A former cell mate of convicted killer Jodi Arias has said that Arias threated to have people "on the outside" kill prosecutor Juan Martinez. Arias was convicted in May of the 2008 murder of her one time boyfriend Travis Alexander. Cassandra Collins shared a two bunk cell with Jodi Arias and told MyFoxPhoenix.com that if she got the death penalty she would seek revenge against Martinez. Collins called Arias "dangerous, very dangerous," and told MyFox that Martinez "needs to get good security staff around him to make sure she can't get anybody on the outside...to harm him."

Collins also told MyFox that Arias had been trying to "manipulate" other inmates into believing her version of events regarding the night Travis Alexander was killed. Arias admitted to killing Alexander but claims that she did so in self-defense. The self-defense claim came after Arias' first two stories unraveled at her feet. First Arias claimed that she was not at Travis' home when he was killed. When evidence contradicted Arias' claim she said that two masked men broke in and killed Alexander. When police did not believe that story, Arias claimed self-defense.

According to Fox, the Maricopa County Attorney's office is investigating the claims made by Collins. Jodi Arias once dominated the news. Her trial lasted months and each day of the proceedings was broadcast live to the nation. Since the end of May, when Arias was placed in limbo, her image has virtually disappeared from the evening news. Arias was convicted of first degree murder but the jury that convicted her could not make a decision regarding her sentencing. For seven months Arias has been waiting to learn when the new sentencing trial will begin.

Judge Sherry Stephens has yet to schedule a retrial for the sentencing hearing. A new jury must be sworn in and they will be tasked with deciding if Jodi Arias will get life in prison or the death penalty. During her trial Arias soaked up the spotlight in celebrity fashion. She did interview after interview and even tweeted during the trial. Arias caused a stir when she told a news agency in Phoenix that she would rather get the death penalty than spend the rest of her life in prison.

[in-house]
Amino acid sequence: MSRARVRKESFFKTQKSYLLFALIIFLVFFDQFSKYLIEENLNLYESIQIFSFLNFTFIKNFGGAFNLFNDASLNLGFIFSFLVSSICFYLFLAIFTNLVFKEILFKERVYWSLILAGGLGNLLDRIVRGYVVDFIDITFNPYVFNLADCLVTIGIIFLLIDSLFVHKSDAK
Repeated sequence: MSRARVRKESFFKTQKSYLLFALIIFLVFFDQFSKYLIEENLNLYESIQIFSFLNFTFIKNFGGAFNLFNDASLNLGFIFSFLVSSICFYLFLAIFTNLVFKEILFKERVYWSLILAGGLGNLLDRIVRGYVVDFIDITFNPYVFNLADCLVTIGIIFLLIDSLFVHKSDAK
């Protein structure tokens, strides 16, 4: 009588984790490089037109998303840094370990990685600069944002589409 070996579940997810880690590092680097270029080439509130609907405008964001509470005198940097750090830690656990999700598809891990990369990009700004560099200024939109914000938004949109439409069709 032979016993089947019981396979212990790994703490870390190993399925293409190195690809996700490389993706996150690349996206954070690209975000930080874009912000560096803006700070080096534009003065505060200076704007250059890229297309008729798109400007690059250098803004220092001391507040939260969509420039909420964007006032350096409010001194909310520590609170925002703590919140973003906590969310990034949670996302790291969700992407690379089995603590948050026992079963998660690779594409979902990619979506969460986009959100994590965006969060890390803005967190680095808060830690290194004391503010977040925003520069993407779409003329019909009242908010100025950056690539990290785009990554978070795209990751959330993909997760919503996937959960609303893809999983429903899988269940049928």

Arias has faded from public view since the first jury was dismissed. She still tweets and has a loyal band of followers who believe she is innocent of any crime. But Arias is no longer at the front of the news. To some the spectacle of her trial has ended and it is not as important as it once was. To others, such as the reporters covering the trial the Judge's decision to ban the media from the new hearings is unconstitutional.

Lawyer David Bodney is representing a number of media outlets that are fighting to have live access to the Arias proceedings. "The trial court has gone from transparency to blackout and bewilderment,' Bodney said to USA Today. "There have been repeated flagrant violations of the public's constitutional right to attend proceedings." Arias has been going back and forth to court but the goings on behind the closed courtroom doors has left many wondering. Has the hype surrounding Arias died down for good, or will it be renewed when her sentencing trial is scheduled?

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